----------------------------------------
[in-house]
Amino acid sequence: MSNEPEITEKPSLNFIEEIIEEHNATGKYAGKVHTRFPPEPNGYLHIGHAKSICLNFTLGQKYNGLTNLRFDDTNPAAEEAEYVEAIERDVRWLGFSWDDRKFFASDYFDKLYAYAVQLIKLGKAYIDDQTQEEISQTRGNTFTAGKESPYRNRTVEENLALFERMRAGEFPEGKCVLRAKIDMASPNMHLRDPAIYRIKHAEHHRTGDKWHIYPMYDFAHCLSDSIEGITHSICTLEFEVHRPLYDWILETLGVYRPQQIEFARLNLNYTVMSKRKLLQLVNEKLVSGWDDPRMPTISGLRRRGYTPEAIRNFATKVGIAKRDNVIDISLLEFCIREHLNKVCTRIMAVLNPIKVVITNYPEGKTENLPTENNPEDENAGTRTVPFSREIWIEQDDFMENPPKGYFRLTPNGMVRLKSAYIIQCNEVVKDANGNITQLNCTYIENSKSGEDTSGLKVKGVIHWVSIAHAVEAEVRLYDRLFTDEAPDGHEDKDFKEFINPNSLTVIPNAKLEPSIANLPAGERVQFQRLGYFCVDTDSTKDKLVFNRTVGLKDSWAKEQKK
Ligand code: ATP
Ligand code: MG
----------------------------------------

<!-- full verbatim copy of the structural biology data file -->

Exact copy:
[in-house]
Amino acid sequence: MSNEPEITEKPSLNFIEEIIEEHNATGKYAGKVHTRFPPEPNGYLHIGHAKSICLNFTLGQKYNGLTNLRFDDTNPAAEEAEYVEAIERDVRWLGFSWDDRKFFASDYFDKLYAYAVQLIKLGKAYIDDQTQEEISQTRGNTFTAGKESPYRNRTVEENLALFERMRAGEFPEGKCVLRAKIDMASPNMHLRDPAIYRIKHAEHHRTGDKWHIYPMYDFAHCLSDSIEGITHSICTLEFEVHRPLYDWILETLGVYRPQQIEFARLNLNYTVMSKRKLLQLVNEKLVSGWDDPRMPTISGLRRRGYTPEAIRNFATKVGIAKRDNVIDISLLEFCIREHLNKVCTRIMAVLNPIKVVITNYPEGKTENLPTENNPEDENAGTRTVPFSREIWIEQDDFMENPPKGYFRLTPNGMVRLKSAYIIQCNEVVKDANGNITQLNCTYIENSKSGEDTSGLKVKGVIHWVSIAHAVEAEVRLYDRLFTDEAPDGHEDKDFKEFINPNSLTVIPNAKLEPSIANLPAGERVQFQRLGYFCVDTDSTKDKLVFNRTVGLKDSWAKEQKK
Ligand code: ATP
Ligand code: MG